The primary research and development effort for 1997-98 will be focused on flat-plate (pass-over) PIT-tag interrogation technology for juvenile salmonids (the technology is also directly applicable to adult salmon interrogation), continuance of work directed at improving tag retention in sexually maturing salmonids, and completing reports associated with projects completed during the 1996-97 period. For the period of 1998-2001, the program will focus on 1) expanding the capabilities of the Passover/pass-by PIT-tag interrogation systems so it can be used in small streams and locations within the juvenile collection facilities prior to major dewatering; 2) assist BPA in evaluating and installing new 134.2-kHz PIT-tag interrogation systems within the CRB; 3) complete the evaluation of MULTIMON data collection and systems control computer program; and 4) integrate passive data collection (e.g., counting, fish condition, and length monitoring) systems into designated information gathering sites within the CRB.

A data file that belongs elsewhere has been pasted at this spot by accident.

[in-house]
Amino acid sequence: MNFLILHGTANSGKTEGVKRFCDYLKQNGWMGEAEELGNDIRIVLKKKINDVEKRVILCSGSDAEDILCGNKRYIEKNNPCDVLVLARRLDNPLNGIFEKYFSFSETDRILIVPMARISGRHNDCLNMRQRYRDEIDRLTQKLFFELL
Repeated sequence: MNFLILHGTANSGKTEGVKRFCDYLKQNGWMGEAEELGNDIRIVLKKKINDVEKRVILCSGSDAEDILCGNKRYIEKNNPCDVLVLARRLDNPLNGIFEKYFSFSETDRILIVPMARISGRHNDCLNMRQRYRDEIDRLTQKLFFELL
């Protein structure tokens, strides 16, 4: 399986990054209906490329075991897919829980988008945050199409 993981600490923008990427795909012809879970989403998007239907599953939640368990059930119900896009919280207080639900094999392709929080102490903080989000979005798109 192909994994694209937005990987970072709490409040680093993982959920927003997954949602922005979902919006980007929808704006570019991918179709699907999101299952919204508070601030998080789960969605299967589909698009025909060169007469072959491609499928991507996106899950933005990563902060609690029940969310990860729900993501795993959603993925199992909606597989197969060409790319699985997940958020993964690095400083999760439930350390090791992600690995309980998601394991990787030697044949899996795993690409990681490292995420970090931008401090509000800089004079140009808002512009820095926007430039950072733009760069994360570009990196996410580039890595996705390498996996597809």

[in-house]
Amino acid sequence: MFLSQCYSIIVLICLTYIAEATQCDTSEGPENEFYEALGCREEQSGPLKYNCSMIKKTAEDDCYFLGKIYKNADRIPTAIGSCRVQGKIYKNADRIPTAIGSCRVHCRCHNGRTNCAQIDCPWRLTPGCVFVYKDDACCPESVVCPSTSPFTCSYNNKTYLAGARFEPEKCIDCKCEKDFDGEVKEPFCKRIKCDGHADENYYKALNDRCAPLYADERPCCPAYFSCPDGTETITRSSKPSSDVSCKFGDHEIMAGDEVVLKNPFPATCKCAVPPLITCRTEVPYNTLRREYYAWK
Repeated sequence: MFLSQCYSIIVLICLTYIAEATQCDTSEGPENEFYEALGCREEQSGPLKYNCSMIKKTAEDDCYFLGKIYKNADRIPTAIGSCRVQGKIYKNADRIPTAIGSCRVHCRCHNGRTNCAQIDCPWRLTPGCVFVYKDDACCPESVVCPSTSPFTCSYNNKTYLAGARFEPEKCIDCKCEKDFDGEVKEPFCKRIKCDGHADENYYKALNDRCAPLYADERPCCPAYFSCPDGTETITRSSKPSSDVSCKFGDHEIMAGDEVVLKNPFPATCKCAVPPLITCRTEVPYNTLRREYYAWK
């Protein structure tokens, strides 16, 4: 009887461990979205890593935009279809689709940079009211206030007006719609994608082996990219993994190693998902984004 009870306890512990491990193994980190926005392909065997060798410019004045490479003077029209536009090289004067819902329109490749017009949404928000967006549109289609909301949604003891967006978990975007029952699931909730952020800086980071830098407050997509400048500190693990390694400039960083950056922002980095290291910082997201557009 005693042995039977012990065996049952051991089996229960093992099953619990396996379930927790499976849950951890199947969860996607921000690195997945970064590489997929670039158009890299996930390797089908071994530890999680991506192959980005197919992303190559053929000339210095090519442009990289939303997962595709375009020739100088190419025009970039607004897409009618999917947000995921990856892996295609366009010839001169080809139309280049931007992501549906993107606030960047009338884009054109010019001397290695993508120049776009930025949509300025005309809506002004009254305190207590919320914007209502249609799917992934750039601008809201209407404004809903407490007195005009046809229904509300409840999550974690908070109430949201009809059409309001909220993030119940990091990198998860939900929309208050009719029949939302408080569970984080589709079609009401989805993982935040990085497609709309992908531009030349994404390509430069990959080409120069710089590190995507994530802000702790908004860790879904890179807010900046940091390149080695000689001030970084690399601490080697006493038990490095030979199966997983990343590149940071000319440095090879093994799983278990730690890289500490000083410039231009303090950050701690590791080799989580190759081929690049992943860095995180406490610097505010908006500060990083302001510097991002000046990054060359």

Phase ImplementationStart 1997 End ongoingSubcontractor As required
Products resulting from this research and development effort will be implemented during or after the field evaluation phase of study.
Project completion date   2001

Constraints or factors that may cause schedule or budget changes
None

Section 6. Outcomes, monitoring and evaluation

SUMMARY OF EXPECTED OUTCOMES

Expected performance of target population or quality change in land area affected
1) Develop and improve performance and reliability of PIT-tag diversion systems used to direct fish to predetermined locations. The development work will result in a suite of fish diversion systems that will address a number of research and monitoring needs within the CRB in addition to reducing the need to handle and stress fish.
2) Completion of the stand-alone multi-purpose computer program used in connection with fish diversion systems and other tasks will result in a reduction in the number of computer programs and independent control systems; a centralized computer controlled systems that will provide overall better system and information reliability; and flexibility for future research and management needs.